What is neoprene rubber used for?
3rd March, 2019
Neoprene offers excellent resistance to a variety of forces, including heat, flexing, vibration, and hydrocarbons.
So, what is neoprene rubber used for? In this article from Aquaseal, we find out.
What are the advantages of neoprene?
Neoprene rubber (chemical name polychloroprene) comes from a group of synthetic rubbers produced by polymerising the organic compound chloroprene. When used for sealing and insulation, neoprene rubber offers multiple advantages, including:
- Resistance to petroleum-based products, greases, and oils
- Resistance to water, weather, ozone, and temperatures between -35°C and +100°C • Resistance to damage from twisting and flexing
- Polymerisation – can be made into custom compounds and have additional material properties added to it
Neoprene rubber is also extremely chemically stable and exhibits great resistance against solvent damage. It’s able to handle adhesives, as well as provide cushioning, protection against vibration, and abrasion resistance.
What is neoprene rubber used for?
You’ll find neoprene in a variety of applications from a wide range of sectors, including – but not limited to -:
1. Mobile technology
3. Medical and Healthcare
4. Stainless Steel
5. Food Equipment (FDA-approved rubber)
On its own, neoprene is commonly used to mass-produce reliable gaskets, cable jackets, tubing, Orings, seals, tire-sidewalls, gasoline hoses, wetsuits, and orthopaedic braces. You’ll also find it as a base resin in electrical insulations and coatings, and adhesives, thanks to its wide range of useful properties and reasonable price.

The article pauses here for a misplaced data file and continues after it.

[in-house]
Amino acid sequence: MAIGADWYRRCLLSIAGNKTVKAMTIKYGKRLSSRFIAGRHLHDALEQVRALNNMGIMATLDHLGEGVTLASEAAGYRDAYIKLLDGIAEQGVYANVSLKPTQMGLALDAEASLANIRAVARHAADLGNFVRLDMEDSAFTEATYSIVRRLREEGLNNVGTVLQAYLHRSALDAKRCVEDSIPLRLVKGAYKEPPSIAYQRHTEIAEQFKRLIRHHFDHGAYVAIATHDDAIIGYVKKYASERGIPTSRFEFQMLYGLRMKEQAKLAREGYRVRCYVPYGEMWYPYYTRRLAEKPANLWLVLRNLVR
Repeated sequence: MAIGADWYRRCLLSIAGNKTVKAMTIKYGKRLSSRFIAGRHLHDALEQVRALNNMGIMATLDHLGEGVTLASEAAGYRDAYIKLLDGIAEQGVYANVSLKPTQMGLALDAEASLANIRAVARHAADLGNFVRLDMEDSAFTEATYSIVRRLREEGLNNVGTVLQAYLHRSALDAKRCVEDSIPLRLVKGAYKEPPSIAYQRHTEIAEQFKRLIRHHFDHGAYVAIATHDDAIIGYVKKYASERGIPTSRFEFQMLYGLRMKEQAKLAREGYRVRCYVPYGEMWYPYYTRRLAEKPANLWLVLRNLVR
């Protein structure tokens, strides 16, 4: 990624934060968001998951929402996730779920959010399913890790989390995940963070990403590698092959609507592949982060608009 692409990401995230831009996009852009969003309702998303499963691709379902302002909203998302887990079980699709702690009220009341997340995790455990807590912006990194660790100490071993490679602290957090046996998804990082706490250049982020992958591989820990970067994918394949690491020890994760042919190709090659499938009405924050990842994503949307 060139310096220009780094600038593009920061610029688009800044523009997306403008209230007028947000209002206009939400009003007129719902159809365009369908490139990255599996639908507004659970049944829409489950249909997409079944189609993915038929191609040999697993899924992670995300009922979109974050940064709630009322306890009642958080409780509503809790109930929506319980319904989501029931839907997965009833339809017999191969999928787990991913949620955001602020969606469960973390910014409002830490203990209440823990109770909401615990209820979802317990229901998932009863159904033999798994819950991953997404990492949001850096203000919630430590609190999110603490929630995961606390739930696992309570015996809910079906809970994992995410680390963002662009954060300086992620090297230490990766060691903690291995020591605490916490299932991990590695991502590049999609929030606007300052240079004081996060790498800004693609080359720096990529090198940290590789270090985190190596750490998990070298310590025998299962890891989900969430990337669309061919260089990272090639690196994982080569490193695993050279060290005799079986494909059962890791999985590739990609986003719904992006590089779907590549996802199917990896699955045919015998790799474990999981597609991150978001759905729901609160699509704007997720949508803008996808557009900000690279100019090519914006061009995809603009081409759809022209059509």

Can neoprene rubber be modified for specialist applications?
Neoprene rubber on its own (or ‘commodity rubber’) is not particularly expensive, as it is mass-produced as a standard synthetic elastomer.
However, some applications require specialist rubber solutions. In these cases, specific approvals and certifications may need to be sought. Here are a few examples:
- UL 94
This standard, released by the Underwriters Laboratories of the US, determines a plastic-based material’s tendency to either extinguish or spread a flame once ignited. It refers exclusively to rubber or plastic found in electrical enclosures and can be applied to modified neoprene.
- ASTM E162
This test measures and compares the surface flammability of a material when exposed to a prescribed level of radiant heat. Neoprene rubber has low flammability.
- SMP 800C
This test looks for toxic gas generation potential of a material. Polychloroprenes like neoprene rubber contain a high chlorine content, which can be dangerous when heated up and breathed in as a gas. Therefore, neoprene must be modified in order to meet this requirement, especially for applications in the mass transit industry such as metros, buses, and trains.
How are neoprene rubber products manufactured?
Neoprene rubber will typically arrive at a manufacturing facility in the form of a roll or sheet, or sometimes even a fabric.
It can be moulded and extruded to meet a variety of client briefs, and comes in three types of material:
Rubber foams come in two types – closed cell, and open cell. Closed cell neoprene rubber is waterproof, while open cell neoprene features interconnected pockets of air which allow gas and fluids to pass through the product (as long as it is not fully compressed).
Bespoke Neoprene Rubber Products from Aquaseal Rubber
Aquaseal rubber can design, manufacture, and supply custom-fabricated neoprene products – from orings and gaskets, to insulation and sealing.
If you’re looking for a rubber company where product quality and customer service comes first, feel free to call 0191 266 0934 or drop an email to email@example.com.